A blog raveled in randomness
May 9 2013
I went to Kutná Hora as a day trip from Prague by train, and for about an hour, the train windows were playing through similar pictures of green and yellow fields with glimpses of houses and storage rooms. My brother slept through the whole ride with his earphones on. I liked listening to the train moving along the rails and seeing the building-less view. It was a perfect atmosphere for me to read a book for an hour. There are several tickets you can buy (and cheaper if you are full-time student so make sure you bring your student ID) when you arrive at the first site of Kutná Hora. I bought the orange ticket that includes entry only to Chrám Nanebevzetí Pany Marie (Cathedral of Assumption of Virgin Mary), Chrám svaté Barbory (St. Barbara’s Church) and Kostnice v Sedlci (Sedlec Ossuary).
1. Kostnice v Sedlci (Sedlec Ossuary)
The small Roman Catholic Church, located under the All Saints Cemetery Church, is decorated with bones from about 40,000 people. An abbot of the Sedlec monastery scattered a handful of soil from the Grave of the Lord Jerusalem over the cemetery of this church, so many people around Europe came for their burials during the Black Death. So this cemetery rapidly expanded in the fourteenth century. Later in 18th century, J. Santini purchased the property and woodcarver Frantisek Rint added the coat of arms, chandelier and his signature on the wall made entirely out of human bones. Now, this is one of the most visited places in Europe.
The church was smaller than I expected, but the number of bones the place held exceeded my expectations. Other than the skulls hanging from the ceiling, there are four pyramids of human bones at each corner (they were stacked by half-blind monks in 1511), and a wooden crown hangs above each pyramid. The placement of the crown and the pyramid signifies that God is the greatest and is above mankind. The chandelier is also made entirely of human bones, and the coat of arms is intricately designed that sometimes I forgot that they were human bones put together. It was amazing as well as disturbing–it was a new shade of experience for me when I walked into this ossuary. The church showed how people can be creative with given objects, and the utilised materials exert an uncanny ambience of awe and disturbance.
The meaning behind the human bone decoration is noteworthy. The use of human bones was to remind us that we are equal after death–we are equal when judged by God. It also reminds us that death in inevitable. The message of death is beautifully yet disturbingly portrayed through designs of human bones–yup, definitely a unique experience for me.
2. Chrám Nanebevzetí Pany Marie (Cathedral of Assumption of Virgin Mary)
This cathedral was first built in the thirteenth century with the structure of a gothic architecture. The monastery Sedlec flourished as it gained great profit from silver mining at Kutná Hora. However the sucess of the monastery was shorten as it fell into debt and the monastery was mostly destroyed by the Hussites during war. Thus the monastery had to be re-built and reconstructed by architect J. Santini Aichi. However the monastery was abolished in 1784 due to the reforms of Josef II, so one of the two remainging buildings of the monastery is Cathedral of Assumption of Our Lady.
I always loved churches or cathedrals in Europe because the temperature is cool inside, and the place is always calm and quiet as if time had stopped away from reality. The fancy organ is floating in the air, the ceiling is way above our heads and the long windows bring in heaps of sunlight to brighten the massive hallowed building. It was a different world from outside, which was very hot, and the history the cathedral breathed out timeless atmosphere for us visitors to slowly stroll along the old paintings and frescos on walls and ceiling. It was a meditative space for me, and I loved this quiet environment–reminded me of my bookstore hunts in London.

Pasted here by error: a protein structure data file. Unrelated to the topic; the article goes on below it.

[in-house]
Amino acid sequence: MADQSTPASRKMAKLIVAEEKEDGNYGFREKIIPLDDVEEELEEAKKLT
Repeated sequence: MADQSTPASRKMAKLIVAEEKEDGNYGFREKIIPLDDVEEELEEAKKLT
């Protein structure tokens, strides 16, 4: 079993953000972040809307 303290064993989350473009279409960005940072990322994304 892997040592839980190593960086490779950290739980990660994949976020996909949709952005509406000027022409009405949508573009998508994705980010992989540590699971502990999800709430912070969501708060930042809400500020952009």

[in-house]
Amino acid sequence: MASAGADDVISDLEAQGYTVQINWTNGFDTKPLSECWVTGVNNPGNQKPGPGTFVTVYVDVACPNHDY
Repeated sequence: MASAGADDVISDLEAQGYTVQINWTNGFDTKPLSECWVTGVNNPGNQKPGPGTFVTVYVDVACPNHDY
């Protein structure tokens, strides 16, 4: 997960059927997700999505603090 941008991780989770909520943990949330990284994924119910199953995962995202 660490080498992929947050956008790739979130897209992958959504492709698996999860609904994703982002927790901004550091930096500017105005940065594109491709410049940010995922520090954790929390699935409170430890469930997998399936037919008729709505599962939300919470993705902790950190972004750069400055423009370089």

3. Chrám svaté Barbory (St. Barbara’s Church)
St. Barbora was a patron saint of miners, and the cathedral was intended to be built equal to the St. Vitus Cathedral at the Prague Castle. Thus the process of building this grand cathedral was heavily depndent on the prosperity of local mines. However the progress was constantly interrupted over more than seventy years due to the Hussite wars, and prior to the wars, there we financial difficulties to even commence with the original plan. The work of building this canthedral recommenced after 1482 and with the changes of Prague architects, there were substantial changes over the structure of the building. However over time, financial gain from silver mining decreased and the resources to continue the building dried up, which led to more than 300 year hiatus. It was finally completed in 1905 with the instigation of a local archelological society, Vocel, in 1884. This cathedral had went through highs and lows like a human beings. I think that is why this sturst cathedral seems very mystic and grand as if it is the wise omnipotent being of the city.
Kutná Hora was an interesting place, different from Prague. The ossuary containing human bones was definitely the highlight for me just because I have never heard or seen this type of catehdral before in my life. I never thought that the cliched message of inevitable death can be manifested in such substantial way. As I said before, it was a new shade of emotion for me with a mixture of awe and disturbance. The other two cathedrals I visited were beautiful , but I think nothing can beat the beauty of St. Vitus Cathedral at the Prague Castle. Because the image of that cathedral was still fresh in my mind, I could not help myself but to compare the ones at Kutná Hora with my favourite St. Vitus Cathedral. Day trips like these near Prague was a great idea, and I think my mother and brother enjoyed as much as I did!